The GLOBEC Georges Bank field study is anticipated to begin in FY 1992 and to continue, in some aspects, for three years. In general terms, it is recommended that there be three principal and complementary sampling modes:

  1. Bank-scale Synoptic Survey Cruises;

  2. Process-oriented Cruises; and

  3. Biological/Physical Moorings.
Physical oceanographic studies and biological investigations of all taxa would be carried out in each of these sampling modes. Where possible, attempts should be made to coordinate these cruises with ongoing programs in the region (e.g., OPEN). Cruises should be scheduled in the first and third years of the field program, with moorings operating continuously for the duration. This will permit results from the first year to help formulate altered strategies for the subsequent field program.

6.1 Bank-scale synoptic survey cruises

6.1.1 Survey domain and resolution

Survey cruises would cover a grid of approximately 20 km interline spacing, extending over the entire Bank to the 100 m isobath. In addition, selected transects should be run into the deep basins of the Gulf of Maine and the slope waters to the south in order to study exchange processes and to enable comparative studies of regionally disparate populations.

6.1.2 Timing

In Years 1 and 3, a total of 6 survey cruises, each of 2-3 weeks duration, should be conducted monthly from January through June. This amount of time is required to canvas the region at the appropriate resolution. Cruises of similar duration, but at lower frequency, may be sufficient to characterize the system for the remaining 6 months of the field year.

6.1.3 Critical measurements

Working groups agreed that survey sampling procedures of mutual interest would require the following general types of collections:

  1. Vertical distributions, abundance and physiological condition of target species, with an emphasis on differences above and below the seasonal thermocline;

  2. Vertical distribution and abundance of food (the definition of which depends upon the species of interest);

  3. Vertical distribution and abundance of predators;

  4. Physical, chemical and biological properties, focusing on vertical profiles of salinity, temperature, inorganic nutrients, beam transmission, downwelling irradiance and current velocities.

Key instrumentation may involve multiple net samplers (e.g., MOCNESS, BIONESS), optical plankton counters, acoustics, silhouette photography and image analysis, and sonar for fish schools. Physical, chemical and biological properties could be sampled by a consortium of instruments including CTD, radiometer, beam transmissometer, ADCP, and chemical analysis of water samples collected by rosette. Innovative methods in biochemistry/biotechnology which are sufficiently developed would also be incorporated.

6.2 Process-Oriented Cruises

6.2.1 Domain and resolution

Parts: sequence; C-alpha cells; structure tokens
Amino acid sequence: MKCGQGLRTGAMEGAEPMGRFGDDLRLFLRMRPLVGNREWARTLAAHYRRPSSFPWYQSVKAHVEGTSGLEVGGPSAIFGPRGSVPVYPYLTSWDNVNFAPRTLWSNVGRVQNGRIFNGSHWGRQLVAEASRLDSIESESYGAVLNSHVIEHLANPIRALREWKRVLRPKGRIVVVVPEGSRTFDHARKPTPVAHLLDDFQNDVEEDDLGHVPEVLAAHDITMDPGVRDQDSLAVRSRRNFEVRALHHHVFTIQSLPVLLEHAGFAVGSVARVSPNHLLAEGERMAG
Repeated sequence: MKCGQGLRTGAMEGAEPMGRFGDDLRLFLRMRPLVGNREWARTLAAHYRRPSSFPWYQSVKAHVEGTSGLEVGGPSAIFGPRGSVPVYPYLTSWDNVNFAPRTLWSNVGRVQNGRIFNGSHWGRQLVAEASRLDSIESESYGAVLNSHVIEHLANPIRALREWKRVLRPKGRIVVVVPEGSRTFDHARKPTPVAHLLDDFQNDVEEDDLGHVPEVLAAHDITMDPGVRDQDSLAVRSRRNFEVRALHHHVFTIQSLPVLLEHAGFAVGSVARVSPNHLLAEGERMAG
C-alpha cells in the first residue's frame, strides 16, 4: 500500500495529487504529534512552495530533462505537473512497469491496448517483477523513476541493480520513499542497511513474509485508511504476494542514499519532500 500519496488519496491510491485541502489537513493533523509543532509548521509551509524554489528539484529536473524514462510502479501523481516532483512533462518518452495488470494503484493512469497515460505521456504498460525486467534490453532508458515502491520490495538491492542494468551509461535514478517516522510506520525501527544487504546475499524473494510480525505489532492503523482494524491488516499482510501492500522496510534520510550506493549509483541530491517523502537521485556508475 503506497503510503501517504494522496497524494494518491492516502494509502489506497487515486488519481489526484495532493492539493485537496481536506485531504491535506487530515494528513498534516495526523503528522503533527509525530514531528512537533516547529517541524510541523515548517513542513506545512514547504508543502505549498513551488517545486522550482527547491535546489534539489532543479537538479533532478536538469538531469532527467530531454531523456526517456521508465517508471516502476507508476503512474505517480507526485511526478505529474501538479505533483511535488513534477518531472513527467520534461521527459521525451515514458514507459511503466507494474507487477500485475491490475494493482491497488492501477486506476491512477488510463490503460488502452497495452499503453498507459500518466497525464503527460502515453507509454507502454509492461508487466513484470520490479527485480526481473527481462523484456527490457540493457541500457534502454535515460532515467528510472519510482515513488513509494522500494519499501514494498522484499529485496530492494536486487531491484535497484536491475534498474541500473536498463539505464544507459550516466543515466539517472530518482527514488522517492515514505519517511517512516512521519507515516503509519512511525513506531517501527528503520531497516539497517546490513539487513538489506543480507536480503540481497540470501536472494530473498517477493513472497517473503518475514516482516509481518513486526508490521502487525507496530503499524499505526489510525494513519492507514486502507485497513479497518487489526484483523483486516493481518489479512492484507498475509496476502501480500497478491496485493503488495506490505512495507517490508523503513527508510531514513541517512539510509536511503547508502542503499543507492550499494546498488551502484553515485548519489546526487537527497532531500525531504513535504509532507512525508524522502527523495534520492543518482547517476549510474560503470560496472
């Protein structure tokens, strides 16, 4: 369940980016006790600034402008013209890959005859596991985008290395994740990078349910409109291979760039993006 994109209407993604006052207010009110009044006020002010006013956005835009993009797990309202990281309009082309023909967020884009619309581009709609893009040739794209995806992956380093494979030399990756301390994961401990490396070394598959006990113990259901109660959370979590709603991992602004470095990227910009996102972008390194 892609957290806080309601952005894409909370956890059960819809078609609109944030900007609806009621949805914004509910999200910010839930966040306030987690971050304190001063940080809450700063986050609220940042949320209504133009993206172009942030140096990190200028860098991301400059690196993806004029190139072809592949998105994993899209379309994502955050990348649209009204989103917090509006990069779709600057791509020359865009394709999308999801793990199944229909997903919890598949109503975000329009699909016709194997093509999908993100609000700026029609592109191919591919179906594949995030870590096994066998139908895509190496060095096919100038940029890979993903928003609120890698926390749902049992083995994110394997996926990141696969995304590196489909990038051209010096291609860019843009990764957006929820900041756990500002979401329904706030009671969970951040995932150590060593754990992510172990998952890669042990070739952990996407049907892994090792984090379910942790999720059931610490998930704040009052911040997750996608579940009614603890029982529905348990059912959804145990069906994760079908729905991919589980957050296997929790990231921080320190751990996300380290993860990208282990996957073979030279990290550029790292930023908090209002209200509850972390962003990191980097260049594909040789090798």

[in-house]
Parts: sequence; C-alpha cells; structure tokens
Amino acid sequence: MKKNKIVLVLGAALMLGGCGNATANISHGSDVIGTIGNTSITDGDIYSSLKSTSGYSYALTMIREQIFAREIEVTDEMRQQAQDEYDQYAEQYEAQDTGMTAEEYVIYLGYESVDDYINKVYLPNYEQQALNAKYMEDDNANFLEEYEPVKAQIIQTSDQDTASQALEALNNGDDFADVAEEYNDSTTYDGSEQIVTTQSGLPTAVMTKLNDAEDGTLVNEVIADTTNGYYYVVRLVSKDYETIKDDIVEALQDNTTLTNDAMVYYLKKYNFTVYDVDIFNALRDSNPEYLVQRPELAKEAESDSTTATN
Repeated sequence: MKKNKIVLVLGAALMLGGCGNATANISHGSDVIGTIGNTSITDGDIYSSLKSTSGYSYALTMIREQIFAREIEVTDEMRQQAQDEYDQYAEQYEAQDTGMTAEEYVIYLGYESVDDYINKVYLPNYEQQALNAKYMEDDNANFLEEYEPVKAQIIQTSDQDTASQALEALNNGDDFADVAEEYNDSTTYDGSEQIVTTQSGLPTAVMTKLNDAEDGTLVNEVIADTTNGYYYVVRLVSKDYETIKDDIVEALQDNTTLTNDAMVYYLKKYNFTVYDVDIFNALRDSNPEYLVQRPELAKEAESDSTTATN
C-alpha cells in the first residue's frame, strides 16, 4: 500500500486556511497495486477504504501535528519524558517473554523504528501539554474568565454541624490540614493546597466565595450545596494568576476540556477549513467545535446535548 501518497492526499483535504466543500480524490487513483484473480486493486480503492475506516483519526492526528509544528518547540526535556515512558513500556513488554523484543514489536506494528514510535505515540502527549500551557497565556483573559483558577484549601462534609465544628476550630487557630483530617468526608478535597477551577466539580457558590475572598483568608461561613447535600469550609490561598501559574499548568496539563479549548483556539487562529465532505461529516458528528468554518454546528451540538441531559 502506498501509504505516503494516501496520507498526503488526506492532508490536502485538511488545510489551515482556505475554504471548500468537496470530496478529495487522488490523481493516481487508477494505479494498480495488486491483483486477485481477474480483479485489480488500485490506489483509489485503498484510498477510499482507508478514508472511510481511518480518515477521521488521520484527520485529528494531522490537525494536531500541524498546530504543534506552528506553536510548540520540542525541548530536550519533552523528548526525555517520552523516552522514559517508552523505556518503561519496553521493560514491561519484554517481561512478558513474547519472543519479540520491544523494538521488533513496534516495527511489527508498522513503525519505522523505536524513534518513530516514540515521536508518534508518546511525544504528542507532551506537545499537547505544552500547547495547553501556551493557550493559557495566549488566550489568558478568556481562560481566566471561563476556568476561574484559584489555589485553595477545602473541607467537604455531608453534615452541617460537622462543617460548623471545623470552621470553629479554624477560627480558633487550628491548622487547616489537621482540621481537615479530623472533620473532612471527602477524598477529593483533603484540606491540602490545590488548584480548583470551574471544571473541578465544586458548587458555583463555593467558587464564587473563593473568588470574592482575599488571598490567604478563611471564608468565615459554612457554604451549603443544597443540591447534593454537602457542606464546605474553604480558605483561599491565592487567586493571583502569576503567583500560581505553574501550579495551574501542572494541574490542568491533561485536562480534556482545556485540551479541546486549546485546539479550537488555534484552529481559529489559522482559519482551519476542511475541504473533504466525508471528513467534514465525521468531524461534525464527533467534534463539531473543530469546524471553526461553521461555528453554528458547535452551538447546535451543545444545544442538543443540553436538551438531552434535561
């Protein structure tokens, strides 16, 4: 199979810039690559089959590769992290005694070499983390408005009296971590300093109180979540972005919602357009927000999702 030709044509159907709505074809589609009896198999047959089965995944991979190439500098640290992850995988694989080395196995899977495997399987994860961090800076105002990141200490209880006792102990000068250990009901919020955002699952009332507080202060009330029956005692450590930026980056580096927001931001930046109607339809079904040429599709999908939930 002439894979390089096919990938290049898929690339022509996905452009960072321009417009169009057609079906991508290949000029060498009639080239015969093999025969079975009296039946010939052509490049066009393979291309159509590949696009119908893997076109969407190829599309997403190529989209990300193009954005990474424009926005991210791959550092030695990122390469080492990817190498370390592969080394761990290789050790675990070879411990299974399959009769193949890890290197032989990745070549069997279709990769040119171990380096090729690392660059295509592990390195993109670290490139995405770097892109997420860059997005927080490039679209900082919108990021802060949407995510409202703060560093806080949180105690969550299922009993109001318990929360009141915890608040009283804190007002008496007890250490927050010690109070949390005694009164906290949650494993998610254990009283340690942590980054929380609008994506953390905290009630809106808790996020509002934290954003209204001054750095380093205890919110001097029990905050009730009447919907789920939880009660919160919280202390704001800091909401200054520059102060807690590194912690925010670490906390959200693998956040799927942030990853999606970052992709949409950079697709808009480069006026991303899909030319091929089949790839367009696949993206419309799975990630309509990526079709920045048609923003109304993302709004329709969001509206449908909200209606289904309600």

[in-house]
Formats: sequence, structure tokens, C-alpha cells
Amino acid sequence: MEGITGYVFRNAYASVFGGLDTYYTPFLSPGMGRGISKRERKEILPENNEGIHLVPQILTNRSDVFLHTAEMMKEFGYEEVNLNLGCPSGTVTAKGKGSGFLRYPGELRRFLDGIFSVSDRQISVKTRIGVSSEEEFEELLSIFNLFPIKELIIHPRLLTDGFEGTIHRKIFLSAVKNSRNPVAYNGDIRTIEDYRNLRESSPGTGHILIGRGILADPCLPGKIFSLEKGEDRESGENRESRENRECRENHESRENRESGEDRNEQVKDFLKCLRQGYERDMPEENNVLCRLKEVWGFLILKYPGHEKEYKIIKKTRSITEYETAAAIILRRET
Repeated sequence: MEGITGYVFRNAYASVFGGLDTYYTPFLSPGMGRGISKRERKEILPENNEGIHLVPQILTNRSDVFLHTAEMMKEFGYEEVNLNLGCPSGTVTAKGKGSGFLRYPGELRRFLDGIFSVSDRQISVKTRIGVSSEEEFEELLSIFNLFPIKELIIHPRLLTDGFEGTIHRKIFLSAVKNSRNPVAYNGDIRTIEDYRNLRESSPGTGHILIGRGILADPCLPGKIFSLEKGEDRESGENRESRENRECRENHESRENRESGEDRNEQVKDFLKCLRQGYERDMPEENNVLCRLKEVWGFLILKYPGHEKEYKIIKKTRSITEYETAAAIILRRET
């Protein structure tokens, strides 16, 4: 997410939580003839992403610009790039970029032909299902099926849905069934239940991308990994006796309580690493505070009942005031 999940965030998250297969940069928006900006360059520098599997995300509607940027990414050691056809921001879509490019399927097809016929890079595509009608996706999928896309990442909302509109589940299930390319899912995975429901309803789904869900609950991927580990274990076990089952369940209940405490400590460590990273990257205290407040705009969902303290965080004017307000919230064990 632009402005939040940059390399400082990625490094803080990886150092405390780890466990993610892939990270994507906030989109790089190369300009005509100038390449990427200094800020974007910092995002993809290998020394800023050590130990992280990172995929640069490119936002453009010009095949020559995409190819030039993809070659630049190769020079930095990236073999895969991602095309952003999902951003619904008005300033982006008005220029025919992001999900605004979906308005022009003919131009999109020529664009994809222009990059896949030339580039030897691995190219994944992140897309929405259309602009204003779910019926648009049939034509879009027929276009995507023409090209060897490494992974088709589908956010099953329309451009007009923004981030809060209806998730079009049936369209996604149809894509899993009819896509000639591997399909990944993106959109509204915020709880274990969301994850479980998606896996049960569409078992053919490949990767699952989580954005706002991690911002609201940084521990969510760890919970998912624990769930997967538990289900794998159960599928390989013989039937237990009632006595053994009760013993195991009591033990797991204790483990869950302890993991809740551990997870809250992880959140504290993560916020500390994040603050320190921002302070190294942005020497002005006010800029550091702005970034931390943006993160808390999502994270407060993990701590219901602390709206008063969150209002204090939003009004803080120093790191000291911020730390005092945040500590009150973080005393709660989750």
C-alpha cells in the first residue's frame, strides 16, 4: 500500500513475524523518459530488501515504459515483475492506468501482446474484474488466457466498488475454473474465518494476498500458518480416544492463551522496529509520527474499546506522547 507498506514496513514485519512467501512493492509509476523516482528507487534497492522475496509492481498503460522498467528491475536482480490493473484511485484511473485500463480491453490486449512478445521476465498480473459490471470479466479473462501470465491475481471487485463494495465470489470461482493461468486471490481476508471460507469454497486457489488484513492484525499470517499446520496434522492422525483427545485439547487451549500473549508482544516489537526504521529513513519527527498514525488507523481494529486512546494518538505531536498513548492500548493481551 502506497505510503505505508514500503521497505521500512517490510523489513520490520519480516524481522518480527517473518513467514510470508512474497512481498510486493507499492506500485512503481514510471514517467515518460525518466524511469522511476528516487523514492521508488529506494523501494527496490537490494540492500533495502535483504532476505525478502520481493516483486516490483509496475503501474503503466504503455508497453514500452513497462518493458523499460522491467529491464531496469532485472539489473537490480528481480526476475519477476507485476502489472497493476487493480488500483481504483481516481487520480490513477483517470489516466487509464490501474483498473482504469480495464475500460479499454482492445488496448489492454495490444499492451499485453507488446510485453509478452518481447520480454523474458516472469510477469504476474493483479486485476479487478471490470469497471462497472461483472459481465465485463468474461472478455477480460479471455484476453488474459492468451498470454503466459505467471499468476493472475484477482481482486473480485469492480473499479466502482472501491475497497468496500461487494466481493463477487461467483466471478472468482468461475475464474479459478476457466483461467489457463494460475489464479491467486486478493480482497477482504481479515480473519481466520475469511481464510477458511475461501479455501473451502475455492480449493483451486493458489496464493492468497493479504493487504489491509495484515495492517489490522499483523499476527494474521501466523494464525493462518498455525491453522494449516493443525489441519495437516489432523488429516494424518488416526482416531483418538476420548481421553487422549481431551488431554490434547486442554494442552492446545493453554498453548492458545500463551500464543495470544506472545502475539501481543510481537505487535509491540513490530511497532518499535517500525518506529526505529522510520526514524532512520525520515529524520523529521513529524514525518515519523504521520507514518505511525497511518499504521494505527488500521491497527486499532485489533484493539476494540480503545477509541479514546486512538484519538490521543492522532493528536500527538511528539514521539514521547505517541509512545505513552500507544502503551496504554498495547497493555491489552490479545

Locations of the process-oriented cruises would be determined on the basis of preliminary results garnered from initial survey cruises. Sites which have already been identified as being of key interest are major spawning sites.

6.2.2 Timing

Similar to the survey cruises, process-oriented cruises would be conducted primarily in Years 1 and 3, with an intermediate year permitted for data analysis and interpretation. The exact timing of the cruises will depend to a great extent on the determination of which periods are deemed to be critical to understanding population dynamics of the target species being studied.

6.2.3 Critical measurements

Measurements should focus primarily on processes at different time and space scales. Certain types of studies are envisioned as essential, and can be described with respect to general location:

Measurements would concentrate particularly on shipboard and in situ estimates of physiological rates such as egg production, growth, and feeding, as well as key population dynamics parameters such as mortality. The theme of these cruises would be to attempt to follow localized aggregations and to monitor key changes in their demography, physiology, and distribution as it is affected by physical processes and behavior through time. Of great interest is the relationship of these population processes to the development of seasonal stratification. A variety of background physical, chemical and biological measurements made during the process-oriented cruises would provide continuity with data generated from the survey cruises.

6.3 Moorings

6.3.1 Domain and resolution

Approximately five mooring sites are desirable: four on Georges Bank and one in the Gulf of Maine. The four Georges Bank sites include one on the western edge adjacent to the Great South Channel, one on the northeast corner, one on the southeast corner, and one in the center of the Bank (Fig. 6-1).

6.3.2 Timing

Moorings could be deployed in fall/winter of the first field season and maintained for three years. It is anticipated that moorings might be relocated or brought on line at new locations as the field program progresses.

6.3.3 Critical measurements

It is recommended that each of the five mooring sites include a central, heavily instrumented, mooring and an array of four peripheral current meter moorings. Central moorings might include Acoustic Doppler Current Profilers (ADCPs) and a variety of hydrographic, bio-optical and bioacoustical sensors (bio-sensors), whereas peripheral moorings would include only current meters. Mooring arrays are necessary to properly quantify tidal components of the circulation.

Selected process studies should be conducted in the vicinity of mooring sites; similarly, survey cruise transects should be brought fairly close to these sites as well.

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